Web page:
Illustration of a woman hugging a hot water bottle - Libresse

One of the least fun aspects of menstruation is period pain.

Most women – studies suggest up to 80% [1] – experience pain or discomfort before and during their periods, and this is mainly caused by the uterus (womb) contracting in order to shed the uterine lining.

It’s most common to get this pain, which feels a bit like cramping, just before a period, typically lasting a day or two. It can occur in the pelvis, back, thighs or stomach. It usually starts just below the navel and radiates out towards your thighs and back. The severity of these period cramps differs from one woman to another. In some cases, they’re a mild ache. In others, they can be severe and even cause vomiting. Further symptoms can be loose stools, headaches and dizziness. Definitely not fun.

Working out how to stop period cramps will make all the difference to how a woman feels about her periods. Most find they can’t be ignored, but a few simple steps will help minimise them.

Illustration to explain period pain on a blue background - Libresse

Over-the-counter painkillers will nip cramps in the bud, but should always be taken after food, or with a glass of milk, to protect the stomach lining. And while it might not seem appealing at the time, exercise – even a walk – helps increase blood flow, oxygen levels and endorphin levels (nature’s painkilling and feel-good hormones). All of which helps the body to relax. Massage and heat will also loosen up your muscles, so a hot bath, or hugging a hot water bottle are both recommended.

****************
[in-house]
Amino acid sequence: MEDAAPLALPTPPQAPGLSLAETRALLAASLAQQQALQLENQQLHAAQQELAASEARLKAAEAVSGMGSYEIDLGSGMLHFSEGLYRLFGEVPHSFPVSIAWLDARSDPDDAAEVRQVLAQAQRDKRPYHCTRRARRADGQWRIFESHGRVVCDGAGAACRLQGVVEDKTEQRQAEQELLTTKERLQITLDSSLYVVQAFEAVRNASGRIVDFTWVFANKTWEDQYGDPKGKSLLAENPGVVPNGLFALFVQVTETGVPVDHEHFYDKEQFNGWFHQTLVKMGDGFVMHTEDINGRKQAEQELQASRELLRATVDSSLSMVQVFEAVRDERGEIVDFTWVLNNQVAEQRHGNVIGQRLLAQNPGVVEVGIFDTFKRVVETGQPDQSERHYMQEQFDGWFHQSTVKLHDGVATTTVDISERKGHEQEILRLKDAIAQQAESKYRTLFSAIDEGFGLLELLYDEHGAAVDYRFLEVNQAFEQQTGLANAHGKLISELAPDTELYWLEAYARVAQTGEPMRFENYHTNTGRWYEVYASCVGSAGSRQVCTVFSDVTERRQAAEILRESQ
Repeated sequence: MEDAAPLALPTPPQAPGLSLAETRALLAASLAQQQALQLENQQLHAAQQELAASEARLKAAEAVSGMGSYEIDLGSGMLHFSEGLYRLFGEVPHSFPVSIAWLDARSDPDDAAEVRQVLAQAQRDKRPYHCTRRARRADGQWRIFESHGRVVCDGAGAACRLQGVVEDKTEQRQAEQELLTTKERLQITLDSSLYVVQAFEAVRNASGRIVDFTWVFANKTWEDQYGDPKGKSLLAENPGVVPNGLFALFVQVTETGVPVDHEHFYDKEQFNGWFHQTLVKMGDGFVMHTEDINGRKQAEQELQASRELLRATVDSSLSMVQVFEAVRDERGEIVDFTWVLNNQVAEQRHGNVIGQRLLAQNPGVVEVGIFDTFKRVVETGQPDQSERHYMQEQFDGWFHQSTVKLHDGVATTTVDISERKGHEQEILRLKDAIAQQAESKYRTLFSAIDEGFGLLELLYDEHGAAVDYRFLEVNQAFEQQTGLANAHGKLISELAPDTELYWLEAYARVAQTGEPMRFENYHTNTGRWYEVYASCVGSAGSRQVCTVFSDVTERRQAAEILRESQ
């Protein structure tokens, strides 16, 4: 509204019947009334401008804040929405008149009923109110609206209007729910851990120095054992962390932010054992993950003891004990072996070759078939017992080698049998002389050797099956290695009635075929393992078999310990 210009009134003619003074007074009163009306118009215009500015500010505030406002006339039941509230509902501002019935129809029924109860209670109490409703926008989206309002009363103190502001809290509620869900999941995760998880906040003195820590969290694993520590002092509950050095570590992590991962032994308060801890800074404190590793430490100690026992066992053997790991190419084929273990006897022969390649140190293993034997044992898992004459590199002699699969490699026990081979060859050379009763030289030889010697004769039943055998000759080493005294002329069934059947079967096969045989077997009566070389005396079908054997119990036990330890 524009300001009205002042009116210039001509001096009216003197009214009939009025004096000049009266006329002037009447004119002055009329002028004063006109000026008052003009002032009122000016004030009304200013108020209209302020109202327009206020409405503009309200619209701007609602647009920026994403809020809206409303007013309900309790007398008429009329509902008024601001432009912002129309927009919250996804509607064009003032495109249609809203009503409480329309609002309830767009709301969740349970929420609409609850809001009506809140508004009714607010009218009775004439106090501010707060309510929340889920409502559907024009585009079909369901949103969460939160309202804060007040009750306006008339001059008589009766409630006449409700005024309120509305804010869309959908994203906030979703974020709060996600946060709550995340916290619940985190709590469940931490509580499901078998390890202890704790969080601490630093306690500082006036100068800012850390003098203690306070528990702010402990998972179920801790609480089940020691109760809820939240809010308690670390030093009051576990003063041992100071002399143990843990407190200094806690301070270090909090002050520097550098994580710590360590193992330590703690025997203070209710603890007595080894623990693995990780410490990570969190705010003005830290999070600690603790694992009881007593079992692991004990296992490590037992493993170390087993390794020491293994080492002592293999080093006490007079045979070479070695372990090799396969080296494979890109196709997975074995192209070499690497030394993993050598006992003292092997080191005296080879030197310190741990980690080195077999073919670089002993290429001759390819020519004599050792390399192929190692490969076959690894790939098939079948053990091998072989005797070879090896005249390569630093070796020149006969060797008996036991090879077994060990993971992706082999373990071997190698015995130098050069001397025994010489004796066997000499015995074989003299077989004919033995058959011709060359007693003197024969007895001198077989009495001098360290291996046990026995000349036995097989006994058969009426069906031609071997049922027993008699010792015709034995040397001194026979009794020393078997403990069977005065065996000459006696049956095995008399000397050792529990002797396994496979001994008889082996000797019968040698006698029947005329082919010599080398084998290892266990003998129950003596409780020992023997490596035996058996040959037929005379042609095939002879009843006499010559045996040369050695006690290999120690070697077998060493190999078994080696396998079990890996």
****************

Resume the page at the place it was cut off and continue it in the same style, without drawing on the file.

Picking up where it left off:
In a few cases, painful menstruation – or dysmenorrhoea – can get in the way of you living your life. In one study, up to 14% of women reported frequently being unable to go to work because of period pain [2]. But there’s no need to suffer. If your period cramps are this severe, talk to a doctor. In some cases, hormonal contraception can reduce period pain. Occasionally, period pain can be caused by an underlying medical condition, such as endometriosis or pelvic inflammatory disease. But where there isn’t an underlying condition, severe period pain tends to improve as women get older, and also after they have children.


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